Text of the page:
- Mrs. Gardner started going mad, talking about unseen things draining something for her. They locked her in the attic until she took to all fours, and started glowing.
- All vegetation lost its color, and turned grey and brittle.
- The water went bad, but the whole family was used to it by now. "drinking it listlessly and mechanically".
- A son, Thaddeus, went mad, talking about the colours in the well... So he was locked in the attic too. Thaddeus died like the chickens did.
- The chickens turned grey and dry, the hogs fattened up so much the meat was useless.
- The youngest son, Merwin, could only stare and obey... until he disappeared going for water.
- Ammi goes to visit Nahum, who is bedridden in the kitchen... calling orders to Zenas, who wasn't there. "He lives in the well".
- Ammi goes up to see Mrs. Gardner, and in the attic room he sees only a shriveled monstrosity in the corner, emanating the same colored mist as the meteorite. It's implied that Ammi killed Mrs. Gardner to put her out of her misery.
- Heading back down, the entire house had changed, overwhelmed by the presence. He hears suction noises. Nahum is transformed. Brittle, gray, dry... A parody of a face. He describes what it was, and explains how the corrupting force of the meteor took his family. Dialect.
- The authorities come out and examine the well. It contains bones of the family, and a muck of indeterminate depth.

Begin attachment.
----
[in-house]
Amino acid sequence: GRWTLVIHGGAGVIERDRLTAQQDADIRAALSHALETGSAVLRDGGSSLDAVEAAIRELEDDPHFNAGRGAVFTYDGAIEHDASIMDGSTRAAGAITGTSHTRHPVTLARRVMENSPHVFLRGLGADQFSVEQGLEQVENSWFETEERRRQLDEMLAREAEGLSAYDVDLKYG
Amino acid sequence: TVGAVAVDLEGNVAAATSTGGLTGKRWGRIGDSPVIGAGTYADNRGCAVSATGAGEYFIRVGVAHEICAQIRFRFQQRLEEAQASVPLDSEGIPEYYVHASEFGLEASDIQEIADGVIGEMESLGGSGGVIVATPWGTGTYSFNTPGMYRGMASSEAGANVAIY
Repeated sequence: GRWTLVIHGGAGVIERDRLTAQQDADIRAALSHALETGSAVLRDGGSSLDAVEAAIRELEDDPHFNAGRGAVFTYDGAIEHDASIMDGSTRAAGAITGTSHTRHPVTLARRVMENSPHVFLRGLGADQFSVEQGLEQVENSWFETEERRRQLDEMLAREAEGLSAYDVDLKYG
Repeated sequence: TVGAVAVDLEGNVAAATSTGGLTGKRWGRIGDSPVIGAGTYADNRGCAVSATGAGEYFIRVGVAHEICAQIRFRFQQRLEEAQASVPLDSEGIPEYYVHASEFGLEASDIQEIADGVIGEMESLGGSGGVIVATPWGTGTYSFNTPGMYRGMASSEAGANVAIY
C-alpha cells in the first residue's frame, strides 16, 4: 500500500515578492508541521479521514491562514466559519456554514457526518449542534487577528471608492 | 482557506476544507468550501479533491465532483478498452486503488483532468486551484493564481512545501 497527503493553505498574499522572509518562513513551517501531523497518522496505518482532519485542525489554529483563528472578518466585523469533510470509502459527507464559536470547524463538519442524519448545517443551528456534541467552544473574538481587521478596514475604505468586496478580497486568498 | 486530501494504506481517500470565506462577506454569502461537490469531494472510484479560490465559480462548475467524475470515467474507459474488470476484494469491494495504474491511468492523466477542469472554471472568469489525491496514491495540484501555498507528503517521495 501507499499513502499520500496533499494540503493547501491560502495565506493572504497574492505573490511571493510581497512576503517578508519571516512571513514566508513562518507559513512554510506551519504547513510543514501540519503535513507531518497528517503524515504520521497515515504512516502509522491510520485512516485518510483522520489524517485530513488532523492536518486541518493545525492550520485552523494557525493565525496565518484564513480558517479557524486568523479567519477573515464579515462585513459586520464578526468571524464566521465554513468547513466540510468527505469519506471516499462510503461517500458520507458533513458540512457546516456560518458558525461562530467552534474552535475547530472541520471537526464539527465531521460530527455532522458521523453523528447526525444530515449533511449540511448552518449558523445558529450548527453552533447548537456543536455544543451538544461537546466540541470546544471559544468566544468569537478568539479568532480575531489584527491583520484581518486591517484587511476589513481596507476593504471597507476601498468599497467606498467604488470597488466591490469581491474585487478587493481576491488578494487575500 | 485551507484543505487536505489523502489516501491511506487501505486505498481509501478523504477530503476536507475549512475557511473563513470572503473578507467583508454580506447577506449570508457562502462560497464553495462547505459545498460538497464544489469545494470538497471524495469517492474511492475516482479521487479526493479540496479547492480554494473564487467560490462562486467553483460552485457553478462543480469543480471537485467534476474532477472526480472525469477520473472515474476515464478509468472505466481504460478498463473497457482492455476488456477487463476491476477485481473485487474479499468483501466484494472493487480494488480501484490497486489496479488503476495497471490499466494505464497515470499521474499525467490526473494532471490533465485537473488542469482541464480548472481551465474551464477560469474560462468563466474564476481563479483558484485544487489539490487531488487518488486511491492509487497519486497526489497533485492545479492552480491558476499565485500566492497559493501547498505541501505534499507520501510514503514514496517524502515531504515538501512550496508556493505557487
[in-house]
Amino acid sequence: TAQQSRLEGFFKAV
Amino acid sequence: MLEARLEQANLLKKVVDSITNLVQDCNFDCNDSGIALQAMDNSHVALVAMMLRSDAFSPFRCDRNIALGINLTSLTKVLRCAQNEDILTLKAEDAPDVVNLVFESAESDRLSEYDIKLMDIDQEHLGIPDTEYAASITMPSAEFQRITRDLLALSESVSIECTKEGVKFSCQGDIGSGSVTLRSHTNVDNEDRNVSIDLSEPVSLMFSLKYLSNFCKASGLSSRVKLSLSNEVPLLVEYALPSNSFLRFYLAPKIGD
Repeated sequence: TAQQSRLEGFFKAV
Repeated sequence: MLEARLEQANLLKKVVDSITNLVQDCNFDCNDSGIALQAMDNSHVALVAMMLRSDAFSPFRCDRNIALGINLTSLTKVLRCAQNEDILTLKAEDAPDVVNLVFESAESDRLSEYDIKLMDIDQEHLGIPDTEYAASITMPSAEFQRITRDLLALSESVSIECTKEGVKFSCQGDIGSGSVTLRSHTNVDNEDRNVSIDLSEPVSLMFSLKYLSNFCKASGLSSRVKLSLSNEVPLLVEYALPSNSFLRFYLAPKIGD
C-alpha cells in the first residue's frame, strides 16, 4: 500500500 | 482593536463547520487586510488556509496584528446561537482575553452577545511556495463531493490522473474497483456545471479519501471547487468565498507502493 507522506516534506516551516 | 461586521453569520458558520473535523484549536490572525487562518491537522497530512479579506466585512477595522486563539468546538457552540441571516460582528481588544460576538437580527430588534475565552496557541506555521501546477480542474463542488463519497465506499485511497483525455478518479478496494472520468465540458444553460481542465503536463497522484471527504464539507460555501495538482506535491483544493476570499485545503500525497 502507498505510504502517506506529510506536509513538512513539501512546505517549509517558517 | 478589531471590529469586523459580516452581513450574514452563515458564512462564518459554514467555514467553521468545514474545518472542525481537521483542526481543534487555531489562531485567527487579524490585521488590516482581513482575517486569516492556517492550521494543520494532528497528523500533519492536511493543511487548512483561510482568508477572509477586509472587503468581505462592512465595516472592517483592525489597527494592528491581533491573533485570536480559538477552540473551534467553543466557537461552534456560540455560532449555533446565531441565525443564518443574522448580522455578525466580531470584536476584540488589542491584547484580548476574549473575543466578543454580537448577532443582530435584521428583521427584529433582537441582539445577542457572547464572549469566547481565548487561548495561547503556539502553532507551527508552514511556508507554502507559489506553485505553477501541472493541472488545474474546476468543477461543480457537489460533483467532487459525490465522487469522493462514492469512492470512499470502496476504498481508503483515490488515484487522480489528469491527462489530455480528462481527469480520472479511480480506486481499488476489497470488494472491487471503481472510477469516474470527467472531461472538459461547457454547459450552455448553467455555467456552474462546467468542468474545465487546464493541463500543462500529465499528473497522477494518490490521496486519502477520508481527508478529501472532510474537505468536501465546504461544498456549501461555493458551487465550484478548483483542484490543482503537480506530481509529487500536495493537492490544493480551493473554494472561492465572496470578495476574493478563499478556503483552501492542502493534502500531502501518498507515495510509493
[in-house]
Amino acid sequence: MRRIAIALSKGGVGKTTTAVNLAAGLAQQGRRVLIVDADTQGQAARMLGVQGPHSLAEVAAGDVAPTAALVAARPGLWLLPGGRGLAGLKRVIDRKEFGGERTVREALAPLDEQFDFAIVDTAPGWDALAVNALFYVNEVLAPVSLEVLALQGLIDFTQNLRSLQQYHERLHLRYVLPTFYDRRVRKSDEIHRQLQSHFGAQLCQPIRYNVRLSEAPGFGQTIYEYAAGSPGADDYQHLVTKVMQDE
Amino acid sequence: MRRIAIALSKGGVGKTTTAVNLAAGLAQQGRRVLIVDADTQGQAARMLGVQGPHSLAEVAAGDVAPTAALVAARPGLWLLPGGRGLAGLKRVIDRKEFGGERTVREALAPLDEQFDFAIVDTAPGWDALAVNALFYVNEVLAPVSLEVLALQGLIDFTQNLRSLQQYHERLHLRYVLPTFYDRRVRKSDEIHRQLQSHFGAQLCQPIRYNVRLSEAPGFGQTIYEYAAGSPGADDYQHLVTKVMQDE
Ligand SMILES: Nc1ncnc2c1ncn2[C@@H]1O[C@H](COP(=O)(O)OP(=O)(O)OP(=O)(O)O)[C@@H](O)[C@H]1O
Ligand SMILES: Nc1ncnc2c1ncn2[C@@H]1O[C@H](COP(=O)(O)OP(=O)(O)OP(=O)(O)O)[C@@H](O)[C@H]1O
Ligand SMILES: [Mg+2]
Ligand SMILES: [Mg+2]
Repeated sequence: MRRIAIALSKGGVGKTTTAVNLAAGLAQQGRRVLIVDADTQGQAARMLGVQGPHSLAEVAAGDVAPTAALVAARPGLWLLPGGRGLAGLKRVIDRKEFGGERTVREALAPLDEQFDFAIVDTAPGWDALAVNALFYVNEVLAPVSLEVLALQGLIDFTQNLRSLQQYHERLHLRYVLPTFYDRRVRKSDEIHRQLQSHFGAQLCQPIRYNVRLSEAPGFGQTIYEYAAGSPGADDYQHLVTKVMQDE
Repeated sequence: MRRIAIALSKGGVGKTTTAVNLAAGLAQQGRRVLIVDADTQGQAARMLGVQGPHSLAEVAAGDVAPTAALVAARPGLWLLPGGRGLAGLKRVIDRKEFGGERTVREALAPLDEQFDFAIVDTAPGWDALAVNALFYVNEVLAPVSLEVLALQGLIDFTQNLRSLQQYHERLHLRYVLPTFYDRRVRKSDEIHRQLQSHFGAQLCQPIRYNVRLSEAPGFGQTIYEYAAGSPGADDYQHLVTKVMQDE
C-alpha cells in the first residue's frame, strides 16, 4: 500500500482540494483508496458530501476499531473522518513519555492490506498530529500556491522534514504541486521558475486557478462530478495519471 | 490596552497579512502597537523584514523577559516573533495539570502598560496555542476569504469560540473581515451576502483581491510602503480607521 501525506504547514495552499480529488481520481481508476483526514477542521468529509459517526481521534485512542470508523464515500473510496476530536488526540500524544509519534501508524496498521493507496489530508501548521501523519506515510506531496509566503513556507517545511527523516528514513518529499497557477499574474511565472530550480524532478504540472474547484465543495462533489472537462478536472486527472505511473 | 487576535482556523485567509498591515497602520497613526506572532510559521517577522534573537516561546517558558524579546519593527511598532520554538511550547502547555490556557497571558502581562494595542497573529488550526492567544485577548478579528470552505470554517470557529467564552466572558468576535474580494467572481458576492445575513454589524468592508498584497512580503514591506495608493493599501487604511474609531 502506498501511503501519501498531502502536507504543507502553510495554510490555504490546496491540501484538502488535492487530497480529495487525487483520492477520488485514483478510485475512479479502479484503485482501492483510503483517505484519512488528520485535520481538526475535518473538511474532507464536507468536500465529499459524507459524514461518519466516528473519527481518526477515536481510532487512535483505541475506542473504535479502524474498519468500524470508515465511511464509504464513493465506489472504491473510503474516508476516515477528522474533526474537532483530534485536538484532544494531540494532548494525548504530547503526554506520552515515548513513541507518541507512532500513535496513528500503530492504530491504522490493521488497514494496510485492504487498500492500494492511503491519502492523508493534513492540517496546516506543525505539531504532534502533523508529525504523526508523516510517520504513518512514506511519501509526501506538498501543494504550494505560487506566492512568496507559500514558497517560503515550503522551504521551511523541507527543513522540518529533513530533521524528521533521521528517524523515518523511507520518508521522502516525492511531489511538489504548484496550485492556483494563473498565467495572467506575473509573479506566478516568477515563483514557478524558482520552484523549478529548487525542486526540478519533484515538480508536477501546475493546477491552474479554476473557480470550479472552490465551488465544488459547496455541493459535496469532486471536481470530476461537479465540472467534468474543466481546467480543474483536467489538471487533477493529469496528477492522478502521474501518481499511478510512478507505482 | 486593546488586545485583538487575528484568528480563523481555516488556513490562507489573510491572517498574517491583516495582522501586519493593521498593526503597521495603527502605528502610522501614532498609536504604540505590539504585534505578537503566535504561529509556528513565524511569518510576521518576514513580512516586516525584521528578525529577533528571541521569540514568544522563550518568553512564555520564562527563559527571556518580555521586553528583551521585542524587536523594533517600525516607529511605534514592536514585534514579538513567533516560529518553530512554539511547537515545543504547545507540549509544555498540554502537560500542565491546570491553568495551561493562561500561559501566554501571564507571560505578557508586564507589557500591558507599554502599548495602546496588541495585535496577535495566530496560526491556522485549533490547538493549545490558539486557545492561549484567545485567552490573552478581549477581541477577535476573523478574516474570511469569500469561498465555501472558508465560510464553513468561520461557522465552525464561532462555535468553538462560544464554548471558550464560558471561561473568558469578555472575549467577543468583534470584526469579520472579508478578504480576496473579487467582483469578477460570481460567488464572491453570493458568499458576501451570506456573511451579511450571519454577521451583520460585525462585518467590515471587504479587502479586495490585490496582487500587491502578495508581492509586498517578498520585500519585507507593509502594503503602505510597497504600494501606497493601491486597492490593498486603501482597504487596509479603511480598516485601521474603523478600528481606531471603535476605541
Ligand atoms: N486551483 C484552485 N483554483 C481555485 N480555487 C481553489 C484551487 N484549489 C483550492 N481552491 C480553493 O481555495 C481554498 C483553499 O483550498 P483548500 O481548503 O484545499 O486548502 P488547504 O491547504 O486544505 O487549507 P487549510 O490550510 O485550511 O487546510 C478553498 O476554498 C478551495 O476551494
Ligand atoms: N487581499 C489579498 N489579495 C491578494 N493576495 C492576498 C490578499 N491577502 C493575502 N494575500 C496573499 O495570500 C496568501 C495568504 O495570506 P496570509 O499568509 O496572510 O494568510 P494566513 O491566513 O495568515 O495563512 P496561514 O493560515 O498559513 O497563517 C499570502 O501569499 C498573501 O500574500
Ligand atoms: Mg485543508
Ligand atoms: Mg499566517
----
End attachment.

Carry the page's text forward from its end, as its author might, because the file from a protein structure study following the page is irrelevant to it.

- The well started to glow as the trees threw fits. "the watchers saw wriggling at that tree top height a thousand tiny points of faint and unhallowed radiance." "It was a monstrous constellation of unnatural light, like a glutted swarm of corpse-fed fireflies dancing hellish sarabands over an accursed marsh, and its color was that same nameless intrusion which Ammi had come to recognize and dread."
- Only foreigners would live in the region after that. "They could not stay, though; and one wonders what insight beyond ours their wild, weird stories of whispered magic have given them."
- The country folk say the blight creeps an inch a year, and the narrator worries that Ammi has been touched by the colour.
- "It came from beyond, whar things ain't like they be here -- now it's goin' home."
- The glow inside the house became stronger. The group decided to flee. The house was consumed by the light as whatever was in the well shot upwards through the clouds.
- Ammi got the worst of the psychological effects.